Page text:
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Curriculum for Excellence
is the national curriculum for Scottish Schools for learners from age 3 to 18. It was developed out of a 2002 consultation exercise – the 'National Debate on Education' – undertaken by the Scottish Executive
The Scottish Government is the executive arm of the devolved government of Scotland. It was established in 1999 as the Scottish Executive, from the extant Scottish Office, and the term Scottish Executive remains its legal name under the Scotland Act 1998...
on the state of school education. In response to the National Debate, Ministers established a Curriculum Review Group in November 2003 to identify the purposes of education
Education in its broadest, general sense is the means through which the aims and habits of a group of people lives on from one generation to the next. Generally, it occurs through any experience that has a formative effect on the way one thinks, feels, or acts...
for the 3 to 18 age range and determine the key principles to be applied in redesigning the curriculum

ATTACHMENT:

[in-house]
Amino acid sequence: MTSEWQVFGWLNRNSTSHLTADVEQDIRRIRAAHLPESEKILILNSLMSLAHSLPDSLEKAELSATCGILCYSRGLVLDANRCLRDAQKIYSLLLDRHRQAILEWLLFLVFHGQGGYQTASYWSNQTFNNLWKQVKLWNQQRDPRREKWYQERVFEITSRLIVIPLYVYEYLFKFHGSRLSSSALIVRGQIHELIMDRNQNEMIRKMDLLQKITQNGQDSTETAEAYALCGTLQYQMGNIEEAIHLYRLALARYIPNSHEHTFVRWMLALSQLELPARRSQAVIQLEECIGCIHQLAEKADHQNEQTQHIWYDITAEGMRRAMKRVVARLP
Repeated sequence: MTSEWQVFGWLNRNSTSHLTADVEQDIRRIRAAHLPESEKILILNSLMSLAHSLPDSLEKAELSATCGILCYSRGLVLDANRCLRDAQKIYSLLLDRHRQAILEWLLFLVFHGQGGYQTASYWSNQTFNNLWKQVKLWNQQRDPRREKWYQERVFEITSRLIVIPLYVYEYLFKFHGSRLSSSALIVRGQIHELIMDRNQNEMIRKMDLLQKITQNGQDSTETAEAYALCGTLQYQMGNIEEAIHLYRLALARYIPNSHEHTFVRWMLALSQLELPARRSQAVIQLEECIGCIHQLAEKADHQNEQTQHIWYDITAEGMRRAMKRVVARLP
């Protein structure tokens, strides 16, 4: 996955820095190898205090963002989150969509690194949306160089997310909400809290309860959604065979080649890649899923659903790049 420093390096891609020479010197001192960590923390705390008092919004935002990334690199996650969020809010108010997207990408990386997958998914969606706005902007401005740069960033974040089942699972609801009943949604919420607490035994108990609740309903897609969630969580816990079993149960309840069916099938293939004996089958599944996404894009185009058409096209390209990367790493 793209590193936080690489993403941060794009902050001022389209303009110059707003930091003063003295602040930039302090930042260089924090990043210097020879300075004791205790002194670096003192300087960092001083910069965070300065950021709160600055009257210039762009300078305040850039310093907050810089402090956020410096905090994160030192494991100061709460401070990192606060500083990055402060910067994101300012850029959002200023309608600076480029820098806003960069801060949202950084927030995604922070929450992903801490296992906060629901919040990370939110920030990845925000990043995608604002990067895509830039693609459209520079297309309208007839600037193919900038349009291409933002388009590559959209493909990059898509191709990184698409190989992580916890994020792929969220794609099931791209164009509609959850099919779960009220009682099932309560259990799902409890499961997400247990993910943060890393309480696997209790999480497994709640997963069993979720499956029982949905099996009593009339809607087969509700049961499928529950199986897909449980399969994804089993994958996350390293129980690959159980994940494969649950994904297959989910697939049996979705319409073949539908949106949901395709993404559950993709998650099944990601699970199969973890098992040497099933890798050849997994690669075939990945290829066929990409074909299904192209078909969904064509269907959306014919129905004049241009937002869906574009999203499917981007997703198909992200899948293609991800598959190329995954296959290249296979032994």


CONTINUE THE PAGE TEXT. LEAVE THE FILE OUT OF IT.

Scotland has a long history of universal provision of public education, and the Scottish education system is distinctly different from the other countries of the United Kingdom...
. Its work resulted in the publication in November 2004 of the document A Curriculum for Excellence
. This document identifies four key purposes of education that enable young people to become successful learners, confident individuals, responsible citizens and effective contributors.
The implementation of Curriculum for Excellence is being led by Learning and Teaching Scotland
Learning and Teaching Scotland is a non-departmental public body of the Scottish Government, formed by the merger of the Scottish Consultative Council on the Curriculum and the Scottish Council for Educational Technology...
Many within the Scottish teaching profession, including the teachers' union EIS and its members, believe that the Curriculum for Excellence is too vague, in particular with regards to its 'outcomes and experiences'. There exists a fear that this vague factor will result in teachers not knowing what is expected of them in the classroom.